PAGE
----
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Author Topic: Set up the trap out  (Read 11891 times)
Vibe
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« Reply #20 on: May 28, 2009, 12:06:40 PM »

no honey left because its consumed or bees abscond with it ?
I know I'm a newby, but this seems obvious. There will be no honey left because, with no foragers returning, the remaining brood will deplete it. Any that leave to gather more will be trapped outside. The comb has no other option available than to become empty.
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wayne
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« Reply #21 on: May 30, 2009, 08:08:07 PM »

  The "Grail" if you will of a trap out is to get the Queen. Most simply do a split of their old hive and steal workers from the trapped hive. The hard work so many have invested is in finding a way to keep her as well as the workers.
  With the cone trap as shown the Queen will in time, forced by the lack of food, abscond and fly away from the end of the cone. I and a couple others on another site are trying to use a dark tunnel to let the Queen move in comfort to the new hive. We are trying different setups and equipment with the hope of getting a process that is simple, easy to use, and still effective.
  Hopefuly this summer someone gets it right.
 
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iddee
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« Reply #22 on: May 30, 2009, 08:25:36 PM »

Wayne, you have set yourself up.  Kiss   grin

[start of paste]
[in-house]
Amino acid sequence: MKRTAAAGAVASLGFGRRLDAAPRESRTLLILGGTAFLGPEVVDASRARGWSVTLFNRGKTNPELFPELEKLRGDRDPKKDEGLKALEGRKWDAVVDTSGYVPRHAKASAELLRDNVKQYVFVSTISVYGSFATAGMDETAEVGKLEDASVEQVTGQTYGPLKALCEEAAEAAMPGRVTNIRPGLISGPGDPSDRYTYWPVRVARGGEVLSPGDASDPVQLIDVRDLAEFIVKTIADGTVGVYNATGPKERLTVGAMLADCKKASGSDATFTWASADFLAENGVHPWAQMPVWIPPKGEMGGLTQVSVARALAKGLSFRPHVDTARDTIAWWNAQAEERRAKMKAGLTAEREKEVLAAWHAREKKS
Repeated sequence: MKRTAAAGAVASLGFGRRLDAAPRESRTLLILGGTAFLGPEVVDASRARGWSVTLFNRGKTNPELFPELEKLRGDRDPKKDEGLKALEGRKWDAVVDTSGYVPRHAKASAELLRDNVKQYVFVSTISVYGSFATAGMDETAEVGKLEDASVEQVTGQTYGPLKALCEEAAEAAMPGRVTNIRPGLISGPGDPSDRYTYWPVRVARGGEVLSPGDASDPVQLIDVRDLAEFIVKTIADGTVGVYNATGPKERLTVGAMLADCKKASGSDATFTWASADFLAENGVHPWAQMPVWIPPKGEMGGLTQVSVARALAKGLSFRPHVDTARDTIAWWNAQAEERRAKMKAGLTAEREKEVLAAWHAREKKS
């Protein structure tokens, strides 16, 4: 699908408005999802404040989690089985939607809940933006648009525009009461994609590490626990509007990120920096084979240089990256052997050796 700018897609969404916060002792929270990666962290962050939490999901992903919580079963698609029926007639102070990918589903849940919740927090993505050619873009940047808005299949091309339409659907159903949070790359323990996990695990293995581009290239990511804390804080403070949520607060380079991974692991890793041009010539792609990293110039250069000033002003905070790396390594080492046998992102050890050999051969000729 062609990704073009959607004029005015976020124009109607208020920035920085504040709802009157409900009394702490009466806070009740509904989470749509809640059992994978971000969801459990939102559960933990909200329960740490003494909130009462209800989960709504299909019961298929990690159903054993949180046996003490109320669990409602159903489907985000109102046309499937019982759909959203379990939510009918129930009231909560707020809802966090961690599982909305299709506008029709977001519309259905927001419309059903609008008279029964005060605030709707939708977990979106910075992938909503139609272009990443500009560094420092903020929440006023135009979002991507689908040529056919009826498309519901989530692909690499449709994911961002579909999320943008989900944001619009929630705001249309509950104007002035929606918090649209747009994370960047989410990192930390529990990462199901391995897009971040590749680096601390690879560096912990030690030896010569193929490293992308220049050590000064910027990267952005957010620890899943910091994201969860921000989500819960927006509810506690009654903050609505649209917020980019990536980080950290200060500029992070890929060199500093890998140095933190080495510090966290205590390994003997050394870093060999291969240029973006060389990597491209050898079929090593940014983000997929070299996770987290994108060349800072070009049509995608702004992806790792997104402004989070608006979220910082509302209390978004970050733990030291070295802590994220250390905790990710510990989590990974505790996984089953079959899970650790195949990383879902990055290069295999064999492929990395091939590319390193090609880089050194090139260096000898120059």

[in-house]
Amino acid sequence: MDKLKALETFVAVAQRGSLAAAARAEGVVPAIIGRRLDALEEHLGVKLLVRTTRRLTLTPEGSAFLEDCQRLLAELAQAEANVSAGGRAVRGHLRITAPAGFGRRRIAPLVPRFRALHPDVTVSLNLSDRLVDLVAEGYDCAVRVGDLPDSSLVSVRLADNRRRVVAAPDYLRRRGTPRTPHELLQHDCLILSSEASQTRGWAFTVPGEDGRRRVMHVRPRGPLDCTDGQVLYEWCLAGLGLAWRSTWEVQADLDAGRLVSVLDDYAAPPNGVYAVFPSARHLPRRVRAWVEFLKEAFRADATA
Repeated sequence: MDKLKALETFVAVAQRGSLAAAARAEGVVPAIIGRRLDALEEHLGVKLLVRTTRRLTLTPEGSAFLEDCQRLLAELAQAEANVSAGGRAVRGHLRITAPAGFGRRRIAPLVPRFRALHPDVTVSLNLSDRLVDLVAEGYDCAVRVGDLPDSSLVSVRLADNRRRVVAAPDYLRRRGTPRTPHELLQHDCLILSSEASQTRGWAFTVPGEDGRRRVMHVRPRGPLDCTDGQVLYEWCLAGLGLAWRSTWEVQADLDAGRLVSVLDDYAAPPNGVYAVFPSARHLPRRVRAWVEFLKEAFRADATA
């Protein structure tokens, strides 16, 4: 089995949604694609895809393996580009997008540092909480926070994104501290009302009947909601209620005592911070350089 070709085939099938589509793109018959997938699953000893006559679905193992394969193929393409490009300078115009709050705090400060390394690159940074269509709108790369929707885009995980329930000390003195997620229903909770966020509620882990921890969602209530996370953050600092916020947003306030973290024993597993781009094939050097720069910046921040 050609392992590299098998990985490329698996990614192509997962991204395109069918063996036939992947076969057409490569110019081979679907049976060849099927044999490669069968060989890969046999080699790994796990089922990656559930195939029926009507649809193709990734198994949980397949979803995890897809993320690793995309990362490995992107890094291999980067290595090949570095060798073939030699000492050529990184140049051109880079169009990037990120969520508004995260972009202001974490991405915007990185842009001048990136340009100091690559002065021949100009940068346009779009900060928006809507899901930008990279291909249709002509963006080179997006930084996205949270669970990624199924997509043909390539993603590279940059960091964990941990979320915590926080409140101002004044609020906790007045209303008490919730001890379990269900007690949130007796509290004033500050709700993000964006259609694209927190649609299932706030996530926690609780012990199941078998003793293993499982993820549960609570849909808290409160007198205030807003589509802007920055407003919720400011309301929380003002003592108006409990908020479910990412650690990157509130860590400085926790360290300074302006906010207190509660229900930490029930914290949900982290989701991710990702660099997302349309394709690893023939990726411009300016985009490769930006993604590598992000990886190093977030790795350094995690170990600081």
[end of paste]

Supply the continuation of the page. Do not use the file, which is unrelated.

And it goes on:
Now we are going to be watching closely for your follow-ups. I know if a dummy like me can find one successful way to do it, there's got to be a dozen more ways, and some better than mine. Together, we can find the best way. Welcome aboard.
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« Reply #23 on: May 30, 2009, 10:18:07 PM »

this will be a real interesting read and can't wait to see what happens.

G3
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wayne
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« Reply #24 on: June 01, 2009, 11:04:32 PM »

  I don't get many trap outs. Most often the homeowner is unwilling to give me the time to attempt one, leaving only a cutout or a spray job.
  I have one in place now that I am watching.
  The bees have accepted the hive and are moving through the tube in good numbers into and through the the hive. Foragers are returning to the bait hive and traffic is high.
   The hope is that when the queen tries to abscond she will travel down the tube and decide to stay in the hive with her former room mates. The exit is deliberatly small to incourage this.
   IF, this works and I get the queen, I will fine tune the trap to get a more portable and easy to use unit.